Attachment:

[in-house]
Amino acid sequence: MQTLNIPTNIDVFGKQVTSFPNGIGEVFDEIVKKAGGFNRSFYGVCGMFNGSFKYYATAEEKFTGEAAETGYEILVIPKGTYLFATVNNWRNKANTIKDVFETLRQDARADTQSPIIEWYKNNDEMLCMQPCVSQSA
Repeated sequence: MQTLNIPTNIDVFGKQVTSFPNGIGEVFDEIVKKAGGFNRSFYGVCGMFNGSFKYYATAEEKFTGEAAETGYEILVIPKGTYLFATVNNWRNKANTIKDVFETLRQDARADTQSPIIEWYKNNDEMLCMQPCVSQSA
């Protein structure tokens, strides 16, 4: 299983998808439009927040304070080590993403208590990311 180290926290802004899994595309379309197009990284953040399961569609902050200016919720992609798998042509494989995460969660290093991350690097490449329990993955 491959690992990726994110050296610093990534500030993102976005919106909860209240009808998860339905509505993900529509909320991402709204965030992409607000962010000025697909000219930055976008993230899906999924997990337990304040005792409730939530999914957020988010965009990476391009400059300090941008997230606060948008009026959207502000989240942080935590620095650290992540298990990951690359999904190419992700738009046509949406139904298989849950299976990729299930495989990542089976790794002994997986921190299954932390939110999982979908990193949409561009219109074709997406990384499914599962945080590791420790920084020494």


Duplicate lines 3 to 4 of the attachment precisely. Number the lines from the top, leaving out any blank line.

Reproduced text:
Repeated sequence: MQTLNIPTNIDVFGKQVTSFPNGIGEVFDEIVKKAGGFNRSFYGVCGMFNGSFKYYATAEEKFTGEAAETGYEILVIPKGTYLFATVNNWRNKANTIKDVFETLRQDARADTQSPIIEWYKNNDEMLCMQPCVSQSA
């Protein structure tokens, strides 16, 4: 299983998808439009927040304070080590993403208590990311 180290926290802004899994595309379309197009990284953040399961569609902050200016919720992609798998042509494989995460969660290093991350690097490449329990993955 491959690992990726994110050296610093990534500030993102976005919106909860209240009808998860339905509505993900529509909320991402709204965030992409607000962010000025697909000219930055976008993230899906999924997990337990304040005792409730939530999914957020988010965009990476391009400059300090941008997230606060948008009026959207502000989240942080935590620095650290992540298990990951690359999904190419992700738009046509949406139904298989849950299976990729299930495989990542089976790794002994997986921190299954932390939110999982979908990193949409561009219109074709997406990384499914599962945080590791420790920084020494």